Interesting. googling round on the question of expense, I found a Daily Mail (pauses to spit) article on the price going up to £5 for a 500g jar – even the Mail hinted that was down to Unilever profiteering. Then again, they appeared to have bought theirs in Waitrose. That was back in 2010, I noted from the header. The next article I picked up on was from several years later (2013) and noted the price had dropped to £3 for the same 500g jar. This was down, apparently, to supermarkets calling Unilever on their pricing strategy and using their muscle to force a price cut. Today, the best deal I can get on that 500g jar is £3.60 in my local Farmfoods.

    moral: Unilever are gouging gets, unless even other gouging gets with clout (big retailers) tell them they’re being too greedy and better to sell more at a lower price?

    • hardjackson

      Interesting. Marmite has no meaningful competitors – I wonder how viable any competition really is. Easy to start producing your own knock-off coke – even if Coca-Cola and Pepsi have the branding and distribution sewn up. But fermented yeast extract? That can’t be a viable business, surely? No wonder Unilver can set their own price?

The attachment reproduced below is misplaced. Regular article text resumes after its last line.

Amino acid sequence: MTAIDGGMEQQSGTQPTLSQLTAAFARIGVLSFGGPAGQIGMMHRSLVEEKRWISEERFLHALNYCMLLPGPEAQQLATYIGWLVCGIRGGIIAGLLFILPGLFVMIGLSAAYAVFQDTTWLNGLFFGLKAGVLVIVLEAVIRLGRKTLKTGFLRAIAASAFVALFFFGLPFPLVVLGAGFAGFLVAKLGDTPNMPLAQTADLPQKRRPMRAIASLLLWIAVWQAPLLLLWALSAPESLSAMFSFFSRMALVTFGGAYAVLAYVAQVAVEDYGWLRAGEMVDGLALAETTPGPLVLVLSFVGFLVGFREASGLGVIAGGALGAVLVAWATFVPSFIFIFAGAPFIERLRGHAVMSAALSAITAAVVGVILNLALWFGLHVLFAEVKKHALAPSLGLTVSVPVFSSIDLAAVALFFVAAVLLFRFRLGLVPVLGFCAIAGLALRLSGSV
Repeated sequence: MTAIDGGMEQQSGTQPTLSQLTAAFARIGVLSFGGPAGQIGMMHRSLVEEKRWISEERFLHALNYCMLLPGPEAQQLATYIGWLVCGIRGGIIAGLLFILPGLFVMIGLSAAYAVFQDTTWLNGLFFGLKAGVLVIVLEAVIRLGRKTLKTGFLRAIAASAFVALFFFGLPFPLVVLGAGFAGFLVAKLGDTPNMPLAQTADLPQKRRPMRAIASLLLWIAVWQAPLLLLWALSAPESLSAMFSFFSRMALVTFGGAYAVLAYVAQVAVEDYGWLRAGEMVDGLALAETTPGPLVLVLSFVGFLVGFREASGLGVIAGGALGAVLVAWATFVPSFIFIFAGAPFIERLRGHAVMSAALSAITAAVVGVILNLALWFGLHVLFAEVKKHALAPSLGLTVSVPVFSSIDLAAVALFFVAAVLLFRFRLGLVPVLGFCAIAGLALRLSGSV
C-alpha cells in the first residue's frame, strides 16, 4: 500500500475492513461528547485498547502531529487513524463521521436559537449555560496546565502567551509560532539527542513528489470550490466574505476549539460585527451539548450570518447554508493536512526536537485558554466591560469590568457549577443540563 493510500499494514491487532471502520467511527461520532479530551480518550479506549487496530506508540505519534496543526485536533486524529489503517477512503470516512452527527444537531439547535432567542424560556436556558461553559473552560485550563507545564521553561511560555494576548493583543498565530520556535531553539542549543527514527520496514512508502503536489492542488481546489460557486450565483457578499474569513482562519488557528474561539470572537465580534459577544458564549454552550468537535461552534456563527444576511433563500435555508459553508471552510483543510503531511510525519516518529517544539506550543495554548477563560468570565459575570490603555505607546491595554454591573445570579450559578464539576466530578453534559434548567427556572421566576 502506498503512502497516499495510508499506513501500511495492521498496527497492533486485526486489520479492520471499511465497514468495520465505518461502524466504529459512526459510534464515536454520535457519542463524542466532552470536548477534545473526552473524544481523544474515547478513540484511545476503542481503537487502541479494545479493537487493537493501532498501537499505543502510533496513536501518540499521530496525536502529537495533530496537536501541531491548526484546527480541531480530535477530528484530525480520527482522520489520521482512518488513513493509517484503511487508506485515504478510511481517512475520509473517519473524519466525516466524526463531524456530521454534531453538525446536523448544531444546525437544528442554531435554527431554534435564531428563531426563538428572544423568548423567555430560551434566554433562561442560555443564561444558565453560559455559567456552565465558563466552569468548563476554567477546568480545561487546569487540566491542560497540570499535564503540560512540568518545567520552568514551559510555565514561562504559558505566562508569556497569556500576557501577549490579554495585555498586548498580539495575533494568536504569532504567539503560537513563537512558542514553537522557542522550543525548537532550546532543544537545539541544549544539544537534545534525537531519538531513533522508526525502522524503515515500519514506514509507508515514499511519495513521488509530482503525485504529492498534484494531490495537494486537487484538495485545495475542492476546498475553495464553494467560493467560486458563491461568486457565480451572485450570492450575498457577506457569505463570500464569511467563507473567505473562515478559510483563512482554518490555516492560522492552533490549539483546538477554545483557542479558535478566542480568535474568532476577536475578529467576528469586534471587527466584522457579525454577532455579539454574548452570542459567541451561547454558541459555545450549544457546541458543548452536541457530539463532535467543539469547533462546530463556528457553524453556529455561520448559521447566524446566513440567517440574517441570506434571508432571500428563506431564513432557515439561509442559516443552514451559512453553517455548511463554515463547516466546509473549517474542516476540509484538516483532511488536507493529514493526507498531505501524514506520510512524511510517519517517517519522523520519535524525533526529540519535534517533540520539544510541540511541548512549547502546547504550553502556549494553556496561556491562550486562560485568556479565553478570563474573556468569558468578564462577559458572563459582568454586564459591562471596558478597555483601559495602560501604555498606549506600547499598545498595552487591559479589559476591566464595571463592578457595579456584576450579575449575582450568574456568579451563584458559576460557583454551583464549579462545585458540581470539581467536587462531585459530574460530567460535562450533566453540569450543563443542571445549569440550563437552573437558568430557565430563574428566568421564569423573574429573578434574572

• Paul LJ Catlow

        I remember ASDA used to sell their own-label brand of something almost like Marmite. It was the intermediate 350g size and on average it was £1.20 less than the 350g named-label Marmite. Of course, the big problem with own label brands is something I discovered when I worked for McVities in Stockport. You could buy Co-Op own-label “jaffa cakes” or Waitrose own-label “jaffa cakes” or Sainsbury’s own-label “jaffa cakes”. Didn’t matter. They were all made by McVities in Stockport, who also make the label name Mc Vities Jaffa Cakes. Same, I discovered on the production lines, with many other “own-label” biscuits: if they imitated a Mcvities product, Mcvities made them. Clever marketing: the reasoning being we’d better make the damn things and keep a monopoly, as well as the profits. So when it comes to supermarket own-label Marmite imitators – would we discover Unilever makes them anyway?